Tuesday’s run-off election saw 1.18 percent of votes separating Helen Warren and Annie Orlando. Warren claimed a victory with 50.59 percent of the 10,723 votes.
In the general election on March 11, five candidates, including Warren and Orlando, ran for the At-large Commission Seat 2. Warren earned 116 more votes than Orlando’s 4,641 votes. A run-off resulted because neither candidate received 50 percent of the votes plus one.
After the polls closed at 7 p.m., the first report showed Orlando leading Warren by 681 votes. That is the last time Orlando held the lead in the race. At about 7:45 p.m., all 35 precincts were reflected in the votes and Warren officially won.
Warren said the difference in results from the general election and the run-off was contacting voters. Her campaign contacted individuals who had voted in the first election as well as those who had not.
“I like to think that I did stay positive with the approach,” Warren said. “I think a lot of people from the beginning said that whoever it was was going to be a leader.”
Orlando made a quick exit from the supervisor of elections office where both candidates awaited results.
“It’s very very close, and I ran a great campaign,” Orlando said. “Kept it to the issues. Didn’t get into her personal life and you know that’s what works unfortunately; it’s very sad.”
Turnout for the run-off election was slightly lower than the general election. The general election drew 15.07 percent of voters, while Tuesday’s run-off election saw 14.86 percent.
Pam Carpenter, the Alachua County supervisor of elections, said results were consistent with past run-offs.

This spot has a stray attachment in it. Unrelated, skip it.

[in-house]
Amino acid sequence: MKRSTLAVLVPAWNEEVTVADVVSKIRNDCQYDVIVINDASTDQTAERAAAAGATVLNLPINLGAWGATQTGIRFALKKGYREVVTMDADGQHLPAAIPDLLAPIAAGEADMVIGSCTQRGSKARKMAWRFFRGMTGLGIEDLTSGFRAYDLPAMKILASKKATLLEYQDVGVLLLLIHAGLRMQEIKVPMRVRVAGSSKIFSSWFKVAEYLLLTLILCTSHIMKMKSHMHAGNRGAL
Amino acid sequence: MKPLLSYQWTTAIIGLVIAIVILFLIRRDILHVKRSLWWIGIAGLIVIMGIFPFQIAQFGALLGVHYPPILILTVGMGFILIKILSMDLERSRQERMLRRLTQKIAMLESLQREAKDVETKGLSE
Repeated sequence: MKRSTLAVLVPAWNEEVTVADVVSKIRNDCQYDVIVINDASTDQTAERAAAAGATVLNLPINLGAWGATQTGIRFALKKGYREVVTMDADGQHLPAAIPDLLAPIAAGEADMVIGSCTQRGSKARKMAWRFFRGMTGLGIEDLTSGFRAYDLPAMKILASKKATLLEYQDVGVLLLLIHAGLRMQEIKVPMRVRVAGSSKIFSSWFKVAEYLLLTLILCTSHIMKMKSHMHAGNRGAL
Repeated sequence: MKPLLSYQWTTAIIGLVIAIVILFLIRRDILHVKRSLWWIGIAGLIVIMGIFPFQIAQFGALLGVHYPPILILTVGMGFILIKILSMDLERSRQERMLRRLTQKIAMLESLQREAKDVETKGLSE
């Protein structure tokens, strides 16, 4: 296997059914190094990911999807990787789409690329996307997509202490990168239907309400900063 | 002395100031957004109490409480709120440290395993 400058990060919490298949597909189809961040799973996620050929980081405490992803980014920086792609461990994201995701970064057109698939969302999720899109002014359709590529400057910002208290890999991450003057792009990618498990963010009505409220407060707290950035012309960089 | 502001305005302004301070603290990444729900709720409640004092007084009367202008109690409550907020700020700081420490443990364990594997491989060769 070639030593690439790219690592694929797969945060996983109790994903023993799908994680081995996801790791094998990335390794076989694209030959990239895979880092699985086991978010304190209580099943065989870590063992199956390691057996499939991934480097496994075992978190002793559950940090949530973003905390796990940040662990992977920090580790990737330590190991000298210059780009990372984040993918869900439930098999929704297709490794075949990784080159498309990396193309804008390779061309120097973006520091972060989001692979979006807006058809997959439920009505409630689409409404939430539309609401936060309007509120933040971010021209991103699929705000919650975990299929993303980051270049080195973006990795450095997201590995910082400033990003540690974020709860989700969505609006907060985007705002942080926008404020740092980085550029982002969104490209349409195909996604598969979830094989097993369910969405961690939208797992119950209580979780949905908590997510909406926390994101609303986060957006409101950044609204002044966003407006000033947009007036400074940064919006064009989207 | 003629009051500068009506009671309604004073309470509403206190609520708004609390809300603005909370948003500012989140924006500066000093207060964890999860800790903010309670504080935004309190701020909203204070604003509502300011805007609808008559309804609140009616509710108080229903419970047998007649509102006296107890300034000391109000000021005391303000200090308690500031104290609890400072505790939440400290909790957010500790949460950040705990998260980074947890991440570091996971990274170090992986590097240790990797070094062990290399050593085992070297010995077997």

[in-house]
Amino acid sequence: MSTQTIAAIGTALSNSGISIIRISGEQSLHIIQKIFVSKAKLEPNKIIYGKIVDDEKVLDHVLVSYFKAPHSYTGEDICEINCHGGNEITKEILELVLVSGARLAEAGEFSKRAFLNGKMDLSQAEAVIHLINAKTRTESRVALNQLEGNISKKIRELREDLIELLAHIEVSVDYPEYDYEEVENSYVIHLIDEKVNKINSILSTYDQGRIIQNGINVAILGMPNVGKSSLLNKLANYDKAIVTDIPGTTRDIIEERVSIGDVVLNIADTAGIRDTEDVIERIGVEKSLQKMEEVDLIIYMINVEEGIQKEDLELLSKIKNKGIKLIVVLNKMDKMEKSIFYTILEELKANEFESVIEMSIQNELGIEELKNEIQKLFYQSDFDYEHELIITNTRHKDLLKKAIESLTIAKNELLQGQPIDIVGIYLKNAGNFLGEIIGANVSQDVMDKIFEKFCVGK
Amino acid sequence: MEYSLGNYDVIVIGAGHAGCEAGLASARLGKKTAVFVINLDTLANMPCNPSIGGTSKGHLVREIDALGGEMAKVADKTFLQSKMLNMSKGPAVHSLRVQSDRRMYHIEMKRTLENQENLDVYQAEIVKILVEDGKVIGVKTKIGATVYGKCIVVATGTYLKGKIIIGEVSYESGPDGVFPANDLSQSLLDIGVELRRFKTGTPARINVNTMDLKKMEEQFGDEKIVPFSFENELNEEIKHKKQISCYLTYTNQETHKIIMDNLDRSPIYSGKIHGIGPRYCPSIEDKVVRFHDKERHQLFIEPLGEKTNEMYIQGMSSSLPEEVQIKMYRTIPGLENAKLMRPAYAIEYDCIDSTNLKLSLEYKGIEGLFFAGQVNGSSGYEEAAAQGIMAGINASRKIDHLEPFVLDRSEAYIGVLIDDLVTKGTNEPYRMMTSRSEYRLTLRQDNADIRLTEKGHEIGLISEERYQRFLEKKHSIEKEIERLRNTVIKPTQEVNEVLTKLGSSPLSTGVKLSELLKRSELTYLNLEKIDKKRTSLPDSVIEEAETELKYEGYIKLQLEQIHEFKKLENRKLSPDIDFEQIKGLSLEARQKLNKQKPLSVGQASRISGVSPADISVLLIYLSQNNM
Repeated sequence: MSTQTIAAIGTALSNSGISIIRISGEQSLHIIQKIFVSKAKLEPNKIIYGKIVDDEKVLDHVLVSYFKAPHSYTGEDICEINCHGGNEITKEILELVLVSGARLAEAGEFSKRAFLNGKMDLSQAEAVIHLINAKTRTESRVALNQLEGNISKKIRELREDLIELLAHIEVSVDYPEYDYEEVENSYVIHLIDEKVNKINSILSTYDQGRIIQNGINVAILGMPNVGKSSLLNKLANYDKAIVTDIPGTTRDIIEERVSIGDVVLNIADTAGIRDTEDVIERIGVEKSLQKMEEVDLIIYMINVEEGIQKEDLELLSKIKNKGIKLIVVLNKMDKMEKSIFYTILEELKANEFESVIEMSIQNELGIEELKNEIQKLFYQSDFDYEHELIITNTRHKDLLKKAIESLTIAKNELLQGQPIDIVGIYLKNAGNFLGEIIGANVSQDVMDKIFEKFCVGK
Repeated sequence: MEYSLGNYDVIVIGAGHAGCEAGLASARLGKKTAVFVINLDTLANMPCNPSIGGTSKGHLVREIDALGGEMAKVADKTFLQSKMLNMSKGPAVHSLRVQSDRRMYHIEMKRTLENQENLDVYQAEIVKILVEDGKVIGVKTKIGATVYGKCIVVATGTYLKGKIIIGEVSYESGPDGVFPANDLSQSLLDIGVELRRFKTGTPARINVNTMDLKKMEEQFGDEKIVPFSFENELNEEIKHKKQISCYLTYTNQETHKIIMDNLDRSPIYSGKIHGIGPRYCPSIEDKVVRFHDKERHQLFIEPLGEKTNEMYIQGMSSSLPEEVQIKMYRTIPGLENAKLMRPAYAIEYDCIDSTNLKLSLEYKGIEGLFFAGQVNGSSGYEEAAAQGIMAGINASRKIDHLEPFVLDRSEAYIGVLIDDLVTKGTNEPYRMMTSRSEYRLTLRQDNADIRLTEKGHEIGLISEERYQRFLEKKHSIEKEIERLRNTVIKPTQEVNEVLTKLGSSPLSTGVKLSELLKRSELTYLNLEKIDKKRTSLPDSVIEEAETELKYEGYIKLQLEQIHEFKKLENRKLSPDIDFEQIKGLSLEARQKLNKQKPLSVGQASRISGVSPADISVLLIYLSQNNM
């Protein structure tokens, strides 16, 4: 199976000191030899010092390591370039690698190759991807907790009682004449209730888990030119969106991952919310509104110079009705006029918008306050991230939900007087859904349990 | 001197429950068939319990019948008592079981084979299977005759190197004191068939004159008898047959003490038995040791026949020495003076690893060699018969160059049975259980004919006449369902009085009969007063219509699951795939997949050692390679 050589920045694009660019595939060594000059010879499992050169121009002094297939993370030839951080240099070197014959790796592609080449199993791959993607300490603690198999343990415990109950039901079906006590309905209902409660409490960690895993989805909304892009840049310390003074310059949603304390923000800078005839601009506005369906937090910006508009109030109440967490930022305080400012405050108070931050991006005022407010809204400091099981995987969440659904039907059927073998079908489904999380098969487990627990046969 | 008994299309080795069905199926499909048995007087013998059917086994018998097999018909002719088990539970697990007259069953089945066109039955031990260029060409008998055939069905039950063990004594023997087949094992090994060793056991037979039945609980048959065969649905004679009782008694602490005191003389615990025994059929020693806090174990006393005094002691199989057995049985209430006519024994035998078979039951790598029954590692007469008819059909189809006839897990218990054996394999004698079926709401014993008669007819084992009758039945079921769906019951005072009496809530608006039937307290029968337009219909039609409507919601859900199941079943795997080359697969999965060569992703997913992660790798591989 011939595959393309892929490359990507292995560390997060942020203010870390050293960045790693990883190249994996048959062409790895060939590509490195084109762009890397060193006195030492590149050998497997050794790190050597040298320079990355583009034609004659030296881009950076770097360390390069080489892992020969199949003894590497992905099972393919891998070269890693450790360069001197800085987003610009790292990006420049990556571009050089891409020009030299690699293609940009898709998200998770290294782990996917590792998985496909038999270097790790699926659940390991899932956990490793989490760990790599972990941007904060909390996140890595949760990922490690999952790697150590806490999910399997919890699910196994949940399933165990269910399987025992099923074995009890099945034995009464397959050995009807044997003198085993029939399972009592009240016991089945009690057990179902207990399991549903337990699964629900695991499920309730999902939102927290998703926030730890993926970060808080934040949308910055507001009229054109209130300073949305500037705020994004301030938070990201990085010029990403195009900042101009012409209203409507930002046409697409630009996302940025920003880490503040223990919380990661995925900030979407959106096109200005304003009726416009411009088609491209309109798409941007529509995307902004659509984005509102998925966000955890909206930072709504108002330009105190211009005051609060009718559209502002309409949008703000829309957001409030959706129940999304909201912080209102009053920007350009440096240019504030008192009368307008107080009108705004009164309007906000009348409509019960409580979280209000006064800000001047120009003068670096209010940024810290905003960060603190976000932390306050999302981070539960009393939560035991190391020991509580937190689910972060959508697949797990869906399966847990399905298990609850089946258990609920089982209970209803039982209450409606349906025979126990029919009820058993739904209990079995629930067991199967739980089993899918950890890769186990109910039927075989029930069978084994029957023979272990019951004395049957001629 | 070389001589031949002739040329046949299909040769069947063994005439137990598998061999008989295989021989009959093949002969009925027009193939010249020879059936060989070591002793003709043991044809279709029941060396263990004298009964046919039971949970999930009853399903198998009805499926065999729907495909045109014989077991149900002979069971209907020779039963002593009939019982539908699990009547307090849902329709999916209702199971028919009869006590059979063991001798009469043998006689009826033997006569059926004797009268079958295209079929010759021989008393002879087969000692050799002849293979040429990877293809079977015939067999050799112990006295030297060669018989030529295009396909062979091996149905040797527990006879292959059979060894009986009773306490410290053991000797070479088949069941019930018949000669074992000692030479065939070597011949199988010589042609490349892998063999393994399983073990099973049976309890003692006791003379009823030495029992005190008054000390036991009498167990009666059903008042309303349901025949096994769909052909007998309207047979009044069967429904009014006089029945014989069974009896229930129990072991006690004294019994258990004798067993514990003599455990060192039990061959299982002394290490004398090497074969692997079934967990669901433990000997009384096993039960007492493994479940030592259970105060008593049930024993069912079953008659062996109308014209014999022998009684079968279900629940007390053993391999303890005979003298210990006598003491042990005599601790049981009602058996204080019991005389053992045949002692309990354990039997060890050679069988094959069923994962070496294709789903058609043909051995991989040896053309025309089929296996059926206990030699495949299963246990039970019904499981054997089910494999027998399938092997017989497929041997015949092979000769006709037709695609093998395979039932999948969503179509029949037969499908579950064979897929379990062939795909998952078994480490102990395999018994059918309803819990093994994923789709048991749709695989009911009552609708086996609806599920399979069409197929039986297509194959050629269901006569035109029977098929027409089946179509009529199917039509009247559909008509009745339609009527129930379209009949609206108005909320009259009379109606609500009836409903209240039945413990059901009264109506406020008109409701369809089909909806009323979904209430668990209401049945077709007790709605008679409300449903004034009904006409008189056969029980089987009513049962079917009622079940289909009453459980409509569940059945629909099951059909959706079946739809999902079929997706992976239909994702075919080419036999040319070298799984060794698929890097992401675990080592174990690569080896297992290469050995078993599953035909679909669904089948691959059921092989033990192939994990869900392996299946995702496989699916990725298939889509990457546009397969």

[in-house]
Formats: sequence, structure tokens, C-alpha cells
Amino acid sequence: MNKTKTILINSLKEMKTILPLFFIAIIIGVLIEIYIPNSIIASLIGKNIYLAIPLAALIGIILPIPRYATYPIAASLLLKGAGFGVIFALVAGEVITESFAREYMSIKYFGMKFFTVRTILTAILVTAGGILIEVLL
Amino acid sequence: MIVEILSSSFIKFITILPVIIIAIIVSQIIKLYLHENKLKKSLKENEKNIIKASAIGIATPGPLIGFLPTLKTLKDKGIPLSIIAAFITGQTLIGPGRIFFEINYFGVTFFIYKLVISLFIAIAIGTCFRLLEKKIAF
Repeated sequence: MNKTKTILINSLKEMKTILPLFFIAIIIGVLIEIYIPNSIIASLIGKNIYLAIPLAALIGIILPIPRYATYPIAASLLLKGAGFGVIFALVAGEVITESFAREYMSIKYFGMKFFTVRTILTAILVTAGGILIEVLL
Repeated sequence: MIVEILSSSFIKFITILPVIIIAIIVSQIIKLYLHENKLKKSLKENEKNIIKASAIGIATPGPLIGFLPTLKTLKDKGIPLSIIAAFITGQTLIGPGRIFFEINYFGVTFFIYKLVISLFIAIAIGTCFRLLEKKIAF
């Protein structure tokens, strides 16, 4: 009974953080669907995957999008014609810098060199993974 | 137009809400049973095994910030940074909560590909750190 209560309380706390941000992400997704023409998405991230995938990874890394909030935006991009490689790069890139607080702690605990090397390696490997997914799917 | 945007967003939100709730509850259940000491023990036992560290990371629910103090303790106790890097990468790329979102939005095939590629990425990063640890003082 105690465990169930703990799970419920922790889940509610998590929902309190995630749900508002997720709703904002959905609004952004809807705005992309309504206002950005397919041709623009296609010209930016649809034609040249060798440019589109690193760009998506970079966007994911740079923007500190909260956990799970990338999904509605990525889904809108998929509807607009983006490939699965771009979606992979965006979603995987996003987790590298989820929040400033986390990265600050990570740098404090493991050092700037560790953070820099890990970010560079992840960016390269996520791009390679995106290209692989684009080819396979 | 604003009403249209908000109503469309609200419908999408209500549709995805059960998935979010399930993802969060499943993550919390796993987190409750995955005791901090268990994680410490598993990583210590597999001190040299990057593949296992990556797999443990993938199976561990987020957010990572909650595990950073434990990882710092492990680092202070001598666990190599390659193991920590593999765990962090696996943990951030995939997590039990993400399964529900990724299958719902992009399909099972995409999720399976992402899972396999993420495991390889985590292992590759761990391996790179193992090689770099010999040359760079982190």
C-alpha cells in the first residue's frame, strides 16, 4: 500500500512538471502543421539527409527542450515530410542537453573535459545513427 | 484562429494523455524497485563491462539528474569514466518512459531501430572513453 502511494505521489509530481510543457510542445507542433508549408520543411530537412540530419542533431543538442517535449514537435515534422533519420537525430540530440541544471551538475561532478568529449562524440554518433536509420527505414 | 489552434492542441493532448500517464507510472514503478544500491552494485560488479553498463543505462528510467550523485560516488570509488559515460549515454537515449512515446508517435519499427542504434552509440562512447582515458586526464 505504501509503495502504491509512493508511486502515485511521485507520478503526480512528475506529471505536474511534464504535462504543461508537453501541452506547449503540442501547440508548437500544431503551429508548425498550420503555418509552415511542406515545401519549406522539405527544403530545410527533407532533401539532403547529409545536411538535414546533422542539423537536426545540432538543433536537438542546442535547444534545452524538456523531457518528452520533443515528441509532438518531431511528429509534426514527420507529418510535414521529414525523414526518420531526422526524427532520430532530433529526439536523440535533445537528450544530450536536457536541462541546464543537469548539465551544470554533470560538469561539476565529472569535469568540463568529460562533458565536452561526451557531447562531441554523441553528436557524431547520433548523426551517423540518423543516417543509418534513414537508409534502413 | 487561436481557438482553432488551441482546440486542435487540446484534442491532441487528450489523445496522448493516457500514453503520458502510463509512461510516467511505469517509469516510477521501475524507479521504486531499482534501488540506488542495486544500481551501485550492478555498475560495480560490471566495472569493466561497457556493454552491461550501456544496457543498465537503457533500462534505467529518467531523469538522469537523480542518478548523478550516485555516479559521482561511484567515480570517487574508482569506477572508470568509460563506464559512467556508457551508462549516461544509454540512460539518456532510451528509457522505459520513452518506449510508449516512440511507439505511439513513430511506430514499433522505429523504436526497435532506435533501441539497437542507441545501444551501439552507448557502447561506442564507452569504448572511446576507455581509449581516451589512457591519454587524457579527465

“Normally what we’ve seen historically with the city election is around a 15 percent turnout for the general, and then we usually see about a 16 percent turnout for the run-off,” Carpenter said. “In this instance we’re seeing just about the same turnout, and it may have had something to do with that rain we had this morning.”
There are some provisional ballots that will be trickling into Carpenter’s office, but she said she expects no more than 20 votes — which would not change the outcome of the election.
Carpenter said a recount is necessary when there is 0.5 percent or less separating the two candidates. She said the results are above those margins even with the provisional ballots.
Warren called her victory a “win-win for everybody.” She said she looks forward to being a bridge-builder in the City Commission.
She did not discuss specific plans for the issues facing Gainesville, but she acknowledged there is a lot that needs to be addressed when she takes office in May.
“I’m going to school,” Warren said. “I’ve got a lot of things to learn.”